What is TOEFL Exam Overview and Requirement

18 mins

The "TOEFL" test may be familiar to non-native English speakers considering attending college in an English-speaking nation. But what exactly is the TOEFL test, and what do you need to know about it?

You've arrived at the right site if you have queries concerning the TOEFL! This article will explain the TOEFL, how it works if you'll need to take it, and how to prepare for it.

So let us begin.

The TOEFL: What Is It?

A person's proficiency in the English language is determined by the TOEFL ("Test of English as a Foreign Language"), a standardized test. Universities typically employ TOEFL scores as part of the admissions process.

Those who take the TOEFL typically desire to study at a university or graduate school in another country. However, anyone who wants to demonstrate English proficiency for academic purposes can take the TOEFL.

This includes anyone asking for a student visa, an exchange program, a community college, or a foreign high school.

Because the TOEFL focuses on how English is utilized in an academic context, it is used for admissions reasons by colleges and universities. Instead of informal or conversational English, the TOEFL reading passages use formal, academic language and high-level vocabulary.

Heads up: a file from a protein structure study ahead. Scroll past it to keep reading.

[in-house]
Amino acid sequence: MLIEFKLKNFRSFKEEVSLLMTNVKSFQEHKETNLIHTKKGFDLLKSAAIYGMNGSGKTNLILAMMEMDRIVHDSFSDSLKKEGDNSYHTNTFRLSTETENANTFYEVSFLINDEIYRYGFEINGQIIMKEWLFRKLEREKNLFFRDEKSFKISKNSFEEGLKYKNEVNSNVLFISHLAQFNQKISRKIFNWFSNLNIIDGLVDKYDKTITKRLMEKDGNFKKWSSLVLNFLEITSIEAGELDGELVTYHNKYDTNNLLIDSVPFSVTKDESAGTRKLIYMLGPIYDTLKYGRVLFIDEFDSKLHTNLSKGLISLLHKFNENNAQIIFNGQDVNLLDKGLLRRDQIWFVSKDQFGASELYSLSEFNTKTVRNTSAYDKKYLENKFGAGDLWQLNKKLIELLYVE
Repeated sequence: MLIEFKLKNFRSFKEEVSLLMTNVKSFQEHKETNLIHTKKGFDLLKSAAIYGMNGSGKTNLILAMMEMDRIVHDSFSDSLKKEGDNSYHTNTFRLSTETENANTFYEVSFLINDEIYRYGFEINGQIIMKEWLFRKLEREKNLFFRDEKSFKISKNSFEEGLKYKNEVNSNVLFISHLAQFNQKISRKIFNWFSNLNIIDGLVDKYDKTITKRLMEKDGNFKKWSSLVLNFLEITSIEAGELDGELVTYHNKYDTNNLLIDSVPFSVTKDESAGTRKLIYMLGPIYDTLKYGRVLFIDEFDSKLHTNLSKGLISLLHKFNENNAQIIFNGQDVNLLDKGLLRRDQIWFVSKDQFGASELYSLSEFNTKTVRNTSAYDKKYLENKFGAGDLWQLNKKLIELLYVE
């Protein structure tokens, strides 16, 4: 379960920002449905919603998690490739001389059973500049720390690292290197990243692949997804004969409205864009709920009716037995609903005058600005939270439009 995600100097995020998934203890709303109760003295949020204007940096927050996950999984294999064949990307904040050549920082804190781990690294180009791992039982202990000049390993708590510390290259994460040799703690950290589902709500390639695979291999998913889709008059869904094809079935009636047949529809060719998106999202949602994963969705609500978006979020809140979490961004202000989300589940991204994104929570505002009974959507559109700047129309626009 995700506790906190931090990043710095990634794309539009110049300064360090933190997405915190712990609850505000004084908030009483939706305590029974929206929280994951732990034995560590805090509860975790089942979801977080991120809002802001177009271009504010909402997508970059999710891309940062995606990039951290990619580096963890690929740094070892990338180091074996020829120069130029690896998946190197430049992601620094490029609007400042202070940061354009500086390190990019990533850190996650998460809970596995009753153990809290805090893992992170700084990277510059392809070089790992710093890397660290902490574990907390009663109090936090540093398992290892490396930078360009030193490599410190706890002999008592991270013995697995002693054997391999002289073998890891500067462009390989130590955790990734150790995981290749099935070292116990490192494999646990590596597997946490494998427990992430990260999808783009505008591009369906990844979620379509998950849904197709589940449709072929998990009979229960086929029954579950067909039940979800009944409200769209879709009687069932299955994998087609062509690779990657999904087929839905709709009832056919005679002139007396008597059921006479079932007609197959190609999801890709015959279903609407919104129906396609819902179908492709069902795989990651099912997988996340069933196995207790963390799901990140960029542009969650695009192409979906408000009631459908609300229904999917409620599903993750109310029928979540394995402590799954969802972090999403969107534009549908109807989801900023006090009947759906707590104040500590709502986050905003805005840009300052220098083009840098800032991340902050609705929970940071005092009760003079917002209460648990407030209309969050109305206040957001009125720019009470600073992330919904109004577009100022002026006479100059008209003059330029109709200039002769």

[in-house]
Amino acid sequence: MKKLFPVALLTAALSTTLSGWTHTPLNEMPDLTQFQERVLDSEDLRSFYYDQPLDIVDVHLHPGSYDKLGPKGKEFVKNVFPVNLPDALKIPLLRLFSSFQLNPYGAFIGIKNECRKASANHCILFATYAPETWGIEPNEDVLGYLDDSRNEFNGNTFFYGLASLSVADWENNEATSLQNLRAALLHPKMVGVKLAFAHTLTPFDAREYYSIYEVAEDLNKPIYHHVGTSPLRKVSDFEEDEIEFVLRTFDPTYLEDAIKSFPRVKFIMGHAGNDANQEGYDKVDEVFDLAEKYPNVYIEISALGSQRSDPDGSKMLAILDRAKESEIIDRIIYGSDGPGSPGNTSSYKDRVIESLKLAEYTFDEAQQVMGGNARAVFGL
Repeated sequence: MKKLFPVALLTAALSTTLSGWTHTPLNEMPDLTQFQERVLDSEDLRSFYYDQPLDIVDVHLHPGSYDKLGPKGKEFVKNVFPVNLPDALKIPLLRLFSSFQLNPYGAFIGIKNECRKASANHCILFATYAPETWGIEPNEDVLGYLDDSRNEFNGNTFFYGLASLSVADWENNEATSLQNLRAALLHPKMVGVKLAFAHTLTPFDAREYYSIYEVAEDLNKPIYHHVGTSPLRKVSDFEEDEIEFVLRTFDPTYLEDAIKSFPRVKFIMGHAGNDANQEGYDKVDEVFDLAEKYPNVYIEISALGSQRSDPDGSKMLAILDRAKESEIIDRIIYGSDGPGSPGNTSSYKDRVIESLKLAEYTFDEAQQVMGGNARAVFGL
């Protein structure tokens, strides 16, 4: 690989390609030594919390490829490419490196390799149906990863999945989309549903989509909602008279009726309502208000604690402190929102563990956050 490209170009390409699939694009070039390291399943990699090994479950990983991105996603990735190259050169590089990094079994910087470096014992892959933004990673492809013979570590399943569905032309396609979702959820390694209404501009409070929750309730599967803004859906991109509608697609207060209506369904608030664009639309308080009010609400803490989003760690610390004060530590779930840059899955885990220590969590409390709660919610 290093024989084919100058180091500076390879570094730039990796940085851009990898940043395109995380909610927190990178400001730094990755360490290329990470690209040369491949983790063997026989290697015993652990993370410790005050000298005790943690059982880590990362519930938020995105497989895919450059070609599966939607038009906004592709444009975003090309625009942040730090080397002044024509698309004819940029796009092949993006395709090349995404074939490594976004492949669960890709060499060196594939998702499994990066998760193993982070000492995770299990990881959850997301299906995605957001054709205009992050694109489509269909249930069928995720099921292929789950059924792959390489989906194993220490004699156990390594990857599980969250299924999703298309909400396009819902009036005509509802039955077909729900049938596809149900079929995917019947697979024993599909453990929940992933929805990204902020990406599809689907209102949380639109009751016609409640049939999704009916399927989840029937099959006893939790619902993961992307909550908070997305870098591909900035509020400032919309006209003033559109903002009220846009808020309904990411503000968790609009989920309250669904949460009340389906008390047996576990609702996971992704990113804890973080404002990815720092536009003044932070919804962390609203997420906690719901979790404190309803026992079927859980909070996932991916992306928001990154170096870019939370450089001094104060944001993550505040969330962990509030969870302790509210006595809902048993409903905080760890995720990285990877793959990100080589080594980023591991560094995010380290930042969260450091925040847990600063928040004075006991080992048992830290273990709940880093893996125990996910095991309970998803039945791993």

Comparison between the TOEFL and the TOEIC

Despite its popularity, the TOEFL is not the sole test for English as a foreign language. In reality, there are multiple distinct English as foreign language examinations, and the one you take will be determined by your academic and employment ambitions.

You'll almost certainly have to take the TOEFL if you're a student. However, the TOEFL may not be the best choice if you're looking for a work visa.

You might need to take the Test of English for International Communication (TOEIC) instead of the TOEFL if you need to prove your English proficiency to get a job or a work visa. The TOEIC assesses ordinary and commercial language rather than academic language, making it more suitable for professional contexts.